Date
15 December 2017
Thirteen stocks plunged more than 50 percent on Tuesday and five of them even tumbled more than 80 percent. Photo: AFP
Thirteen stocks plunged more than 50 percent on Tuesday and five of them even tumbled more than 80 percent. Photo: AFP

Hong Kong small-cap meltdown: What does it tell us?

A number of small-cap stocks in Hong Kong suffered a price crash Tuesday. Thirteen stocks plunged more than 50 percent and five of them even tumbled more than 80 percent. There are numerous speculations about the trigger behind the meltdown.

Some of these speculations are not well-grounded such as one that links the selloff to the visit of Chinese President Xi Jinping, which makes no sense at all.

Another report had it that the Hong Kong stock exchange has submitted a proposal to force delisting of so-called zombie stocks, which have a share price of below HK$1 with thin trading. However, the exchange has quickly dismissed that.

In my opinion, the following factors might have a more direct relationship with the small-cap share collapse.

For starters, David Webb, a former director of the Hong Kong stock exchange, issued a report titled “The Enigma Network: 50 stocks not to own” six weeks ago. Some brokerages might have tightened financing for these stocks, forcing some investors to dump these shares.

Second, it was reported that the Hong Kong Securities and Futures Commission is in the middle of revoking the license of a certain brokerage firm.

Third, the Hong Kong stock exchange unveiled consultation papers to overhaul the Growth Enterprise Market early this month. Some investors may decide to abandon some “shell stocks” in light of the potential rise in the cost of keeping them.

Fourth, some investors might be struggling with a liquidity crunch after China tightened capital outflow.

While market attention has been focused on the crash of small caps, it so happened that another related event took place this week and went largely unnoticed.

The Market Misconduct Tribunal (MMT) on Monday ordered the former chairman and chief executive of Greencool Technology Holdings Ltd. (Greencool), Gu Chujun, to give up HK$482 million of profit from his market misconduct.

Gu, a mainland business tycoon, controlled at one point up to seven public companies more than a decade ago, including Greencool, Kelon, Hefei Meiling, Xiangyang Automobile Bearing and Yangzhou Yaxing Motor Coach..

Nearly half of the plummeting small-cap shares in the latest selloff are listed on GEM. Greencool was one of the first stocks listed on GEM.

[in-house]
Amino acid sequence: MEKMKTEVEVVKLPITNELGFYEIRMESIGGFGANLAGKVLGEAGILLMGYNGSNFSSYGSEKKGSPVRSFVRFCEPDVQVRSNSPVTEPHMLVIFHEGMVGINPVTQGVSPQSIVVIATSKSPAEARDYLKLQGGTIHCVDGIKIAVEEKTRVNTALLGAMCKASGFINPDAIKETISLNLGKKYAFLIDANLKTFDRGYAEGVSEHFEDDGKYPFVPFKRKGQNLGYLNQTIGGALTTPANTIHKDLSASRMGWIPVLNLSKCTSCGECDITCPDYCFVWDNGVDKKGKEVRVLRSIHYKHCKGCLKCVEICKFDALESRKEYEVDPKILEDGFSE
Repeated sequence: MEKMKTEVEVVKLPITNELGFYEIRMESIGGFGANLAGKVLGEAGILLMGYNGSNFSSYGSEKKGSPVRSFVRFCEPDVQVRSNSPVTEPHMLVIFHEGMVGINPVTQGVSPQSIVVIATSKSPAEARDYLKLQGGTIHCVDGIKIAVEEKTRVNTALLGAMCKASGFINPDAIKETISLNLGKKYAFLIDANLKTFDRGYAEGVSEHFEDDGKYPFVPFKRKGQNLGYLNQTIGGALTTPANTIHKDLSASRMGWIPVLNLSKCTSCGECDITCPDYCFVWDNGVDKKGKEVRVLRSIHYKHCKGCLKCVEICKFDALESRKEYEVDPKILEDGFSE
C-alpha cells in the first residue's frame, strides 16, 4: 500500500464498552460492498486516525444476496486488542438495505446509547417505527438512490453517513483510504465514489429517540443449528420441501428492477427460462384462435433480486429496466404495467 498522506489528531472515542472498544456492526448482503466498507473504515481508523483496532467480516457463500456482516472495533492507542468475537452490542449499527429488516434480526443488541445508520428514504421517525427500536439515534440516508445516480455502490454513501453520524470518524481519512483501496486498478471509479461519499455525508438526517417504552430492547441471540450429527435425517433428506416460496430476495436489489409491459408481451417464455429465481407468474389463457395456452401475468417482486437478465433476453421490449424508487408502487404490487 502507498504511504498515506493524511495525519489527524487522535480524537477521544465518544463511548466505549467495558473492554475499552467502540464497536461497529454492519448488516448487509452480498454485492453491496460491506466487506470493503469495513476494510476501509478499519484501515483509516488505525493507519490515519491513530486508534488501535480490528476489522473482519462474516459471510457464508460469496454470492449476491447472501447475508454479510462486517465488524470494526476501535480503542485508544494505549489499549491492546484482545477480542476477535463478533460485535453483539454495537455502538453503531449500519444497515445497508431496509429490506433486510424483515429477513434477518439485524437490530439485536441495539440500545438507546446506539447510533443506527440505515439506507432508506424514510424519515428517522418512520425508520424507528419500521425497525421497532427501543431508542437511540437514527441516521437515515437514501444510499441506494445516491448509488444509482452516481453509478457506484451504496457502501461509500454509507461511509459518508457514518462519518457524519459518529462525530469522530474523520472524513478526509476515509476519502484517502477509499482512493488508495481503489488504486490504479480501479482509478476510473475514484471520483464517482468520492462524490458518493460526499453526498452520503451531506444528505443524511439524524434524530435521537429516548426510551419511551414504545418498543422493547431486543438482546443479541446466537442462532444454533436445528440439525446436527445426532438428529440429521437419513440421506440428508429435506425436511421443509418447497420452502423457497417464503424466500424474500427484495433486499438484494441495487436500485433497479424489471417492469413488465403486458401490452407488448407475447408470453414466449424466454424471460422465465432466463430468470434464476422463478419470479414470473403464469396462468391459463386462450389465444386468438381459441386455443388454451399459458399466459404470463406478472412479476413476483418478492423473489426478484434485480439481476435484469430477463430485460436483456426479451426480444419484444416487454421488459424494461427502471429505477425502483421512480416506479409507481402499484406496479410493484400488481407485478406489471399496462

Gu raised US$70 million from the Greencool IPO. He then issued more shares and used the proceeds to acquire and control six other listed firms, growing the empire to a market value in excess of HK$30 billion and making huge profits on the way.

Famed analyst Zhang Huaqiao questioned Gu’s manipulation in a critical e-mail and newsletter to the brokerage’s clients. Zhang was sued by Gu in 2002, and the matter was eventually settled out of court.

Yet, Gu was finally nailed by the China Securities Regulatory Commission three years later. He was accused of fund embezzlement and arrested by the police in August 2005

Greencool was delisted from the Hong Kong stock market in May 2007 and Gu received a 10-year sentence in the mainland in 2008. (His sentence was reduced and he got out in September 2012)

So Hong Kong’s MMT, which accused Gu of grossly overstating Greencool’s sales, profit, trade receivables, bank deposits and the company’s net asset value between 2000 and 2004, took 10 years to deliver the penalty since the delisting. It is somewhat too little too late.

Meanwhile, there are many others like Gu, who have been manipulating small caps and gaining handsomely from such activities. And that should also be part of the background behind the latest small cap tumble.

This article appeared in the Hong Kong Economic Journal on June 28

Translation by Julie Zhu

[Chinese version 中文版]

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RT/RA

Hong Kong Economic Journal columnist

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